brunomartins edited this page Apr 3, 2016 · 6 revisions

Pester is a BDD based test runner for PowerShell.

Pester provides a framework for running Unit Tests to execute and validate PowerShell commands. Pester follows a file naming convention for naming tests to be discovered by pester at test time and a simple set of functions that expose a Testing DSL for isolating, running, evaluating and reporting the results of PowerShell commands.

Pester tests can execute any command or script that is accessible to a pester test file. This can include functions, Cmdlets, Modules and scripts. Pester can be run in ad hoc style in a console or it can be integrated into the Build scripts of a Continuous Integration system.

Pester also contains a powerful set of Mocking Functions that allow tests to mimic and mock the functionality of any command inside of a piece of PowerShell code being tested. See Mocking with Pester.


To start using Pester, you may use the New-Fixture function to scaffold both a new implementation function and a test function. It is not necessary to use New-Fixture, but it's there if you want it. New-Fixture assumes that you will be testing the contents of a .ps1 file (not a .psm1 file, or Script Module), that the test script should be in the same directory as the script under test, and that the name of the test script should be <Name of Script Under Test>.Tests.ps1.

If you wish to create script files manually with different conventions, that's fine, but all Pester test scripts must end with .Tests.ps1 in order for Invoke-Pester to run them.

New-Fixture deploy Clean

Creates two files:

function Clean {


# ./deploy/Clean.Tests.ps1

$here = Split-Path -Parent $MyInvocation.MyCommand.Path
$sut = (Split-Path -Leaf $MyInvocation.MyCommand.Path) -replace '\.Tests\.', '.'
. "$here\$sut"

Describe "Clean" {
    It "does something useful" {
        $true | Should Be $false

Now you have a skeleton of a Clean function with a failing test. Pester considers all files with names ending in .Tests.ps1 to be a test file (see Invoke-Pester) and by default it will look for these files in the current directory and run all Describe blocks inside the file (see Describe).

The Describe block can contain several behavior validations expressed in It blocks (see It). Each It block should test one thing and throw an exception if the test fails. Pester will consider any It block that throws an exception to be a failed test. Pester provides a command called Should that can perform various comparisons between the values emitted or altered by a command and an expected value (see Should).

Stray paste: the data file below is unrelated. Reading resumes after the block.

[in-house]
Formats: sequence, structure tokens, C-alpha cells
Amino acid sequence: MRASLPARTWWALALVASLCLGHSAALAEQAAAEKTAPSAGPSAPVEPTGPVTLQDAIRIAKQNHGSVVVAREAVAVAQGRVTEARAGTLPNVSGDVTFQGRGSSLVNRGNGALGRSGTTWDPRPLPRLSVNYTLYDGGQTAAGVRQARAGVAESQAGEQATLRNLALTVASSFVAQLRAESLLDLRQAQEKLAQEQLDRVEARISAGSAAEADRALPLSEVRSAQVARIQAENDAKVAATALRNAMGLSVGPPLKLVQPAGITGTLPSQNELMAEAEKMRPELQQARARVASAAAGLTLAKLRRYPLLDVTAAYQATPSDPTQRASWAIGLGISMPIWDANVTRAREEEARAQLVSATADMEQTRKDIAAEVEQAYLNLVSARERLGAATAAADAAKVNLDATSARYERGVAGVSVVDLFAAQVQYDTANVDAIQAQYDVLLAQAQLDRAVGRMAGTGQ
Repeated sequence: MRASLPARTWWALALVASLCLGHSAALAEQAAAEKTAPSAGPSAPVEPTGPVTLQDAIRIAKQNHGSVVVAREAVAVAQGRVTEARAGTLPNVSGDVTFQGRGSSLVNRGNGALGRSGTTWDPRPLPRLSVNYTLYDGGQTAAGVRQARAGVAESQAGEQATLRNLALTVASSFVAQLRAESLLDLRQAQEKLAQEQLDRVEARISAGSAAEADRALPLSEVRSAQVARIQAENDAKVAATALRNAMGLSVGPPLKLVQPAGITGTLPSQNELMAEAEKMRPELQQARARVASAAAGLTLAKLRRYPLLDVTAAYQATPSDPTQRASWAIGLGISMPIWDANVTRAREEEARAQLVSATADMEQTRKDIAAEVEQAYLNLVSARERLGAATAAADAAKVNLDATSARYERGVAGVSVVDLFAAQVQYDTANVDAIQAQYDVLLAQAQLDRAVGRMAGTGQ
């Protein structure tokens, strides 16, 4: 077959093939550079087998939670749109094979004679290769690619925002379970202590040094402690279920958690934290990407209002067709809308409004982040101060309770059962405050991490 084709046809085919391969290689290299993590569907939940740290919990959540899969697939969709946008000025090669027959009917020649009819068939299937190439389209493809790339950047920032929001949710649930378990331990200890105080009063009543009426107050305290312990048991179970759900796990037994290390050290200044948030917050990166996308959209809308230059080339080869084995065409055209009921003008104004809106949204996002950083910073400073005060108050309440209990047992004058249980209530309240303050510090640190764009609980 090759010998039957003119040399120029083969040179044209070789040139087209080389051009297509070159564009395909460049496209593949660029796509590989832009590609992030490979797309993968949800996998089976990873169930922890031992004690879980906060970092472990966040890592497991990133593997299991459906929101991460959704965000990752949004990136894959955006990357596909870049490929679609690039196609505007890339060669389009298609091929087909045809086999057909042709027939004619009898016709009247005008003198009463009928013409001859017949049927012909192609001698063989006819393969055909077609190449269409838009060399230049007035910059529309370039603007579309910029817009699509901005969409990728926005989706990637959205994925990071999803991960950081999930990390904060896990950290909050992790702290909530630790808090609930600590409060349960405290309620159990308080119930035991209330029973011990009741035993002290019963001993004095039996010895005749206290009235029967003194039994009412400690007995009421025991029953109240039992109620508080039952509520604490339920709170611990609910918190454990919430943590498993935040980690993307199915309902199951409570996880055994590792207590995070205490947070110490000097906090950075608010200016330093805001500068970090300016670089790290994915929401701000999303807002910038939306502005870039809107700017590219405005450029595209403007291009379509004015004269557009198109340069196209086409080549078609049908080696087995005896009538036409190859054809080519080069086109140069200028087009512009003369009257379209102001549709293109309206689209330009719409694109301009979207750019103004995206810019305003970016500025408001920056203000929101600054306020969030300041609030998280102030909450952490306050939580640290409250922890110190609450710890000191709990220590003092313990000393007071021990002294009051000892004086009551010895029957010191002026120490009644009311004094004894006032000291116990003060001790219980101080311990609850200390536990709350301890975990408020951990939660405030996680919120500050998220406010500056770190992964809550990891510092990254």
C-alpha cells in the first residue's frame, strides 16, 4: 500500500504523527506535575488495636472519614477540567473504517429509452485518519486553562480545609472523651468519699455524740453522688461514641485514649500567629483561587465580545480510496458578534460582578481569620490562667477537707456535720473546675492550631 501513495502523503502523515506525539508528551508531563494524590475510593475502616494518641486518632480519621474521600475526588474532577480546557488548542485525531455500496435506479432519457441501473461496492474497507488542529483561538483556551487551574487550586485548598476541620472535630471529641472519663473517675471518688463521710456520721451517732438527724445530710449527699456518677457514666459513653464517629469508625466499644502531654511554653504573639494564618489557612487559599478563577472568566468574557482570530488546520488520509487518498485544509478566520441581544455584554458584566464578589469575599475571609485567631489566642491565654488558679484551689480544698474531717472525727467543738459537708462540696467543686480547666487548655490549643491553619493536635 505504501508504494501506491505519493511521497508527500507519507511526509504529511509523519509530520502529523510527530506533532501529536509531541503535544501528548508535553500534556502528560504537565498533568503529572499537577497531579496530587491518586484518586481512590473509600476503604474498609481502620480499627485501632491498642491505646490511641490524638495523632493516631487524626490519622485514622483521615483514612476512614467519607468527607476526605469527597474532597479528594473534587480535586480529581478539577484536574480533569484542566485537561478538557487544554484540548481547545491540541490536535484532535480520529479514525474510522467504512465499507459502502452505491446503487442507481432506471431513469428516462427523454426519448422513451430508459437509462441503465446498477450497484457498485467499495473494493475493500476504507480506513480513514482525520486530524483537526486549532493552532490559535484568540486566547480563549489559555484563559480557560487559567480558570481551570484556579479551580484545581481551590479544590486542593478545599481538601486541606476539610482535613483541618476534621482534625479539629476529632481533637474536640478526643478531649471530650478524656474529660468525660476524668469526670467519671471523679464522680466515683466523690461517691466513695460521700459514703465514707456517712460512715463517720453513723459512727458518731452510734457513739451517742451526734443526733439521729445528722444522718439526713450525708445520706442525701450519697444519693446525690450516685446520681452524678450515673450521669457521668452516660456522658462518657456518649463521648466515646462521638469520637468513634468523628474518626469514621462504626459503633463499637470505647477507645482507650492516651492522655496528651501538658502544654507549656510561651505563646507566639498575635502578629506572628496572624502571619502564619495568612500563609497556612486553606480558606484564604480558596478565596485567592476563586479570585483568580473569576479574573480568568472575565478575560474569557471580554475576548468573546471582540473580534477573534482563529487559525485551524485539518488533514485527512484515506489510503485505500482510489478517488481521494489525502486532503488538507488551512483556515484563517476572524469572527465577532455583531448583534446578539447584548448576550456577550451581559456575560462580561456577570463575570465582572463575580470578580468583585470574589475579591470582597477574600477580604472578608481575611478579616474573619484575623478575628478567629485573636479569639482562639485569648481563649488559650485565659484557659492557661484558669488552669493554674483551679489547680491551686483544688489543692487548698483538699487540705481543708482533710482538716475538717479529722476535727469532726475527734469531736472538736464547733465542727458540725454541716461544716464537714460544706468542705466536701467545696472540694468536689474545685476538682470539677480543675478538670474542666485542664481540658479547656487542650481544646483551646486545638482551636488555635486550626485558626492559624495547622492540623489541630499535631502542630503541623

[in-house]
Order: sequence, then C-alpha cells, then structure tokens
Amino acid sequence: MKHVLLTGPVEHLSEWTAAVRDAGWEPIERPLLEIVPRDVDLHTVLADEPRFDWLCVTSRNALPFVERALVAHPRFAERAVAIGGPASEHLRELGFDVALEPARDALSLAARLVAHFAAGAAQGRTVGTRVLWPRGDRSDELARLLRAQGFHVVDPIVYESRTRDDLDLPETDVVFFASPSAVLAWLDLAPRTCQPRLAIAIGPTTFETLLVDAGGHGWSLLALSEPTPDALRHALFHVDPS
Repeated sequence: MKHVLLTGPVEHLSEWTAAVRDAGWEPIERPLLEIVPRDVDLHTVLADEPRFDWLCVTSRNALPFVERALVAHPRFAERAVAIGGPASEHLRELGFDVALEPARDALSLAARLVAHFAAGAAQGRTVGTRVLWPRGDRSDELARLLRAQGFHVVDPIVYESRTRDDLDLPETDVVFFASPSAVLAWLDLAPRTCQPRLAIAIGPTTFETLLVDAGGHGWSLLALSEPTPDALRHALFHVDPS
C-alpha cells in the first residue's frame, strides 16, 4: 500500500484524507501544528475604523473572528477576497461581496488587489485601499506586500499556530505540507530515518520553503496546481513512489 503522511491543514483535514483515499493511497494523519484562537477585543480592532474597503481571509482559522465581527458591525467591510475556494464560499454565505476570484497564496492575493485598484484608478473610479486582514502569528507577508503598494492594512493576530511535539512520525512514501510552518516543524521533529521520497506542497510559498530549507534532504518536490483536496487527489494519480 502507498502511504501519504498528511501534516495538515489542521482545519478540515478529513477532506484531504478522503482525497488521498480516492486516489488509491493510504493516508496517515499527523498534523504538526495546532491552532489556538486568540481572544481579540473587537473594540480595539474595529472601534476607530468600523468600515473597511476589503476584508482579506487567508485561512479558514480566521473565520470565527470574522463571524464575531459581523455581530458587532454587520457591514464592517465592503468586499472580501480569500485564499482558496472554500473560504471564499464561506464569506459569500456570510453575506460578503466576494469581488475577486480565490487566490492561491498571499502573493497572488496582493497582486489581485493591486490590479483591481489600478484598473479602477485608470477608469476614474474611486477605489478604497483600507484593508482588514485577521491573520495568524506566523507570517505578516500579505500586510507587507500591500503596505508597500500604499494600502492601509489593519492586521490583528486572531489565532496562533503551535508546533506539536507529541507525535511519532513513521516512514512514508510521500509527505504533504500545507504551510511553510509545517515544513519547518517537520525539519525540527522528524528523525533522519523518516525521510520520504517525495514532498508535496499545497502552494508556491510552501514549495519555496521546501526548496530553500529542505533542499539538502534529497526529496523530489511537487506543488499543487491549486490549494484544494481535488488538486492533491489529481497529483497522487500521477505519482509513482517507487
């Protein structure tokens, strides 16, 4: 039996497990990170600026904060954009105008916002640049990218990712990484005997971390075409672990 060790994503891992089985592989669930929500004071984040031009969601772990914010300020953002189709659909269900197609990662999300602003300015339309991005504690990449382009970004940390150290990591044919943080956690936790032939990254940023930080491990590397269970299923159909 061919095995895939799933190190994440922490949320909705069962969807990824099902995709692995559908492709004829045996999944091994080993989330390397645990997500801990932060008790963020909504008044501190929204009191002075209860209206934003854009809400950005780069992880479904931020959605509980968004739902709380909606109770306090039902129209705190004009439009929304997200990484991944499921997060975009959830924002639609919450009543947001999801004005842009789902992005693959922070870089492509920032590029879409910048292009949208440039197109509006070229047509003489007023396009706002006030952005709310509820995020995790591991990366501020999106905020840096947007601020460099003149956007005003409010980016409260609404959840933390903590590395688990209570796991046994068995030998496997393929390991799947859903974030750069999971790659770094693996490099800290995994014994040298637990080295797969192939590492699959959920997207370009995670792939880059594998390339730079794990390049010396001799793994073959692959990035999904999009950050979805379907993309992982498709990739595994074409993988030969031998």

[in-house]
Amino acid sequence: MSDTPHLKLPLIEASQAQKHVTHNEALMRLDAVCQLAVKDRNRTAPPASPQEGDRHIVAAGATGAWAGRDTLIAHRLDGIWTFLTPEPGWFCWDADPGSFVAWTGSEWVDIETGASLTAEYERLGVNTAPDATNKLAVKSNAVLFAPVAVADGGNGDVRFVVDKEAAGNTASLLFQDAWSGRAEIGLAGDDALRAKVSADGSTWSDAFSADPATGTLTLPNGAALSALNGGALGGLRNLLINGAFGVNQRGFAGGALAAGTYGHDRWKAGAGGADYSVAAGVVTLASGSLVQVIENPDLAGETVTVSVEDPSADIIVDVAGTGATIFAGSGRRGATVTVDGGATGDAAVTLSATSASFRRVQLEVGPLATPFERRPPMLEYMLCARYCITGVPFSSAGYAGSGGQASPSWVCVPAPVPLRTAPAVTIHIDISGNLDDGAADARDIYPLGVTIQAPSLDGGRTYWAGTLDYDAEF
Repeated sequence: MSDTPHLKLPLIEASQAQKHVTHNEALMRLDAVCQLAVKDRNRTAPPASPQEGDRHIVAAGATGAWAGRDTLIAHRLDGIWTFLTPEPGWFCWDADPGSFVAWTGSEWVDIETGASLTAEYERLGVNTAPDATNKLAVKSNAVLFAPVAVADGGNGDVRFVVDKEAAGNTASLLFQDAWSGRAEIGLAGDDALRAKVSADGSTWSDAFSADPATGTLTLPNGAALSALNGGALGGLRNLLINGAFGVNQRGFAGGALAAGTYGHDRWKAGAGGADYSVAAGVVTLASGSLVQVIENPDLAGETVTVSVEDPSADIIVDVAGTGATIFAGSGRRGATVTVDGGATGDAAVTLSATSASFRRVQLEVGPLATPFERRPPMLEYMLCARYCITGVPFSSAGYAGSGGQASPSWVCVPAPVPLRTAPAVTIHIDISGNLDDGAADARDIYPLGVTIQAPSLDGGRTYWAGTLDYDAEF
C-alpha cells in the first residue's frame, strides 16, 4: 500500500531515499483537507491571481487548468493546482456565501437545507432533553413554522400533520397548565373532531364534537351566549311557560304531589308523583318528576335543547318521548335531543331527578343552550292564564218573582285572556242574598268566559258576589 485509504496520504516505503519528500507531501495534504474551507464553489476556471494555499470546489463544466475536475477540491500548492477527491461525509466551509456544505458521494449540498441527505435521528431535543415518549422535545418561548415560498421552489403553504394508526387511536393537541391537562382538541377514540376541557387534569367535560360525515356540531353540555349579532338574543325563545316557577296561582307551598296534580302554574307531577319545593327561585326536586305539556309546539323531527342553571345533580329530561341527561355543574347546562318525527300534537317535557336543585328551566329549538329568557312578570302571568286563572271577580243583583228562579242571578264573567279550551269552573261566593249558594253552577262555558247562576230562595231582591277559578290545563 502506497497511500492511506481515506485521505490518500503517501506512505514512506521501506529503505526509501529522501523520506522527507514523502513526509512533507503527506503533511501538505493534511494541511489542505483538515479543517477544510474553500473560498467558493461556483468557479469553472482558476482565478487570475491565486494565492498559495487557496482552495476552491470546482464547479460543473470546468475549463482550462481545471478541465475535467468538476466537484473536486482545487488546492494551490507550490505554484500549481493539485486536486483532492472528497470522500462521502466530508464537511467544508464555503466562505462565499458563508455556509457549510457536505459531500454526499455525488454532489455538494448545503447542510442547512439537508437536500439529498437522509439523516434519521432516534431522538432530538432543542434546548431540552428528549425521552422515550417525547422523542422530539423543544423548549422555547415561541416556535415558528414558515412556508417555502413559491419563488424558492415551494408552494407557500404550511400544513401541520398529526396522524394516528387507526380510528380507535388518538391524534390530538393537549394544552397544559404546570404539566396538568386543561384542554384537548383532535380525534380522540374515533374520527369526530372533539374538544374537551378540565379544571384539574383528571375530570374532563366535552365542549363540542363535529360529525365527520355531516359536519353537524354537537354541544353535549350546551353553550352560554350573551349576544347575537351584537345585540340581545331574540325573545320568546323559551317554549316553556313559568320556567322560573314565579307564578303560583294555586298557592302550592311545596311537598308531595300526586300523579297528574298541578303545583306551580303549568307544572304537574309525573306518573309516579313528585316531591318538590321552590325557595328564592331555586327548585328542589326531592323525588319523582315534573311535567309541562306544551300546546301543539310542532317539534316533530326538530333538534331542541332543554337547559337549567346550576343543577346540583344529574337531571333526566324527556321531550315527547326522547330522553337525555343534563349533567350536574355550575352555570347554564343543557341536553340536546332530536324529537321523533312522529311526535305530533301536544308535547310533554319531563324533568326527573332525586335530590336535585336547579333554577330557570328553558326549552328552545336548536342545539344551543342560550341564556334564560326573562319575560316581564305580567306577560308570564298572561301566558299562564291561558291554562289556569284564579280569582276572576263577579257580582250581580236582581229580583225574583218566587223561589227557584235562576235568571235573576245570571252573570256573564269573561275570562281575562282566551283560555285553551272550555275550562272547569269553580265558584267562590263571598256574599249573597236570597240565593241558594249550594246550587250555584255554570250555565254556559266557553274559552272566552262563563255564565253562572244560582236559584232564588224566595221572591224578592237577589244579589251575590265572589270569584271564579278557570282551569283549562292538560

Once you have some logic that you are ready to test, use the Invoke-Pester command to run the tests (see Invoke-Pester). You run all the test files in an entire tree of directories or zero in on just one test (Describe block) using -TestName parameter.

As of Pester version 3.0, you can also directly execute any .Tests.ps1 script file; however, by doing so, you will only see test output at the console. You give up any of the benefits of using Invoke-Pester, such as the ability to produce NUnit XML files or output objects, Code Coverage analysis, an exit code from PowerShell.exe, filtering of tests to execute, and a status summary of tests executed / failed when the run is complete.


Pester integrates well with almost any build automation solution. You could create a MSBuild target that calls Pester's convenience Batch file:

<Target Name="Tests">
<Exec Command="cmd /c $(baseDir)pester\bin\pester.bat" />

This will start a PowerShell session, import the Pester Module and call invoke pester within the current directory. If any test fails, it will return an exit code equal to the number of failed tests and all test results will be saved to Test.xml using NUnit's Schema allowing you to plug these results nicely into most Build systems like CruiseControl, TeamCity, TFS or Jenkins.


  • Pester's own tests. See all files in the Pester Functions folder containing .Tests.ps1
  • Chocolatey tests. Chocolatey is a popular PowerShell-based Windows package management system. It uses Pester tests to validate its own functionality.